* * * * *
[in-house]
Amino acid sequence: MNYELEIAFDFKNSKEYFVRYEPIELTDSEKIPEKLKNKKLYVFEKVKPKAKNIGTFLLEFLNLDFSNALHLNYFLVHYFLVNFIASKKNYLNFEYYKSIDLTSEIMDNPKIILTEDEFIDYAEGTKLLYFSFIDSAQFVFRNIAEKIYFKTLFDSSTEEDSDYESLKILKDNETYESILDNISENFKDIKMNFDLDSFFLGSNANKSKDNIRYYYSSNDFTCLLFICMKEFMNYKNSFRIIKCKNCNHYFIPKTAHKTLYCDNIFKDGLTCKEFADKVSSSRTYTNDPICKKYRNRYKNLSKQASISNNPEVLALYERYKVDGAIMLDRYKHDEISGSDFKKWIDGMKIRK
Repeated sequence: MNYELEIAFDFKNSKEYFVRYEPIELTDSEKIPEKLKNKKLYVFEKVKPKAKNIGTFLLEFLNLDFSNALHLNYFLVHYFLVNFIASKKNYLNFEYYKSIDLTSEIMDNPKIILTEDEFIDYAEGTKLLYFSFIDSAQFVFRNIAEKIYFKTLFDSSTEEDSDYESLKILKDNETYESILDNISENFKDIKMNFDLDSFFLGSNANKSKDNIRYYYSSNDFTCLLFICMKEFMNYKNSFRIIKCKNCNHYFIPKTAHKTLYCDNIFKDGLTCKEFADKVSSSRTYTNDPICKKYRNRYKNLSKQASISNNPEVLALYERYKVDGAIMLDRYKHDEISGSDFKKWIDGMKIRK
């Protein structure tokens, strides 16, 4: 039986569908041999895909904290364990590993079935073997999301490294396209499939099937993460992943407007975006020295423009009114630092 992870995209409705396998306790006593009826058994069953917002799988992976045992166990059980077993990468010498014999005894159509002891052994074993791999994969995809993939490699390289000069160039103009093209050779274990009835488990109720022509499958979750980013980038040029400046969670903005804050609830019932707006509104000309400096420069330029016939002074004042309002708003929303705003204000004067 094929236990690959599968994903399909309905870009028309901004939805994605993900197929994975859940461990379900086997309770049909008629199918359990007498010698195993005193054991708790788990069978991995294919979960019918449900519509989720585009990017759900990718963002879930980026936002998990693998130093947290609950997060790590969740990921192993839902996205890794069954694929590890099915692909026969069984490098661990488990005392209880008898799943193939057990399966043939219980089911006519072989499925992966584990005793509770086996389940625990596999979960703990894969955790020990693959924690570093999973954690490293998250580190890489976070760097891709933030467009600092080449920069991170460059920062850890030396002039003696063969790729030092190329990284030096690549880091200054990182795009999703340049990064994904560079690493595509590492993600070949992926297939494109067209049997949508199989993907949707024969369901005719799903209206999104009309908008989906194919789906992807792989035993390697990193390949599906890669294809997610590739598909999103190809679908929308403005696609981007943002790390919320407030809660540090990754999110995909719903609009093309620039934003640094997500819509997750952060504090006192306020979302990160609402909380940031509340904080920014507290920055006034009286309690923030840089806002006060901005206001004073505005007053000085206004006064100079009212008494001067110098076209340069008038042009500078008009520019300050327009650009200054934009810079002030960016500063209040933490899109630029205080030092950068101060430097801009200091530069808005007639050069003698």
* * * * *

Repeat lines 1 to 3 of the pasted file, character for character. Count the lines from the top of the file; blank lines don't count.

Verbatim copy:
[in-house]
Amino acid sequence: MNYELEIAFDFKNSKEYFVRYEPIELTDSEKIPEKLKNKKLYVFEKVKPKAKNIGTFLLEFLNLDFSNALHLNYFLVHYFLVNFIASKKNYLNFEYYKSIDLTSEIMDNPKIILTEDEFIDYAEGTKLLYFSFIDSAQFVFRNIAEKIYFKTLFDSSTEEDSDYESLKILKDNETYESILDNISENFKDIKMNFDLDSFFLGSNANKSKDNIRYYYSSNDFTCLLFICMKEFMNYKNSFRIIKCKNCNHYFIPKTAHKTLYCDNIFKDGLTCKEFADKVSSSRTYTNDPICKKYRNRYKNLSKQASISNNPEVLALYERYKVDGAIMLDRYKHDEISGSDFKKWIDGMKIRK
Repeated sequence: MNYELEIAFDFKNSKEYFVRYEPIELTDSEKIPEKLKNKKLYVFEKVKPKAKNIGTFLLEFLNLDFSNALHLNYFLVHYFLVNFIASKKNYLNFEYYKSIDLTSEIMDNPKIILTEDEFIDYAEGTKLLYFSFIDSAQFVFRNIAEKIYFKTLFDSSTEEDSDYESLKILKDNETYESILDNISENFKDIKMNFDLDSFFLGSNANKSKDNIRYYYSSNDFTCLLFICMKEFMNYKNSFRIIKCKNCNHYFIPKTAHKTLYCDNIFKDGLTCKEFADKVSSSRTYTNDPICKKYRNRYKNLSKQASISNNPEVLALYERYKVDGAIMLDRYKHDEISGSDFKKWIDGMKIRK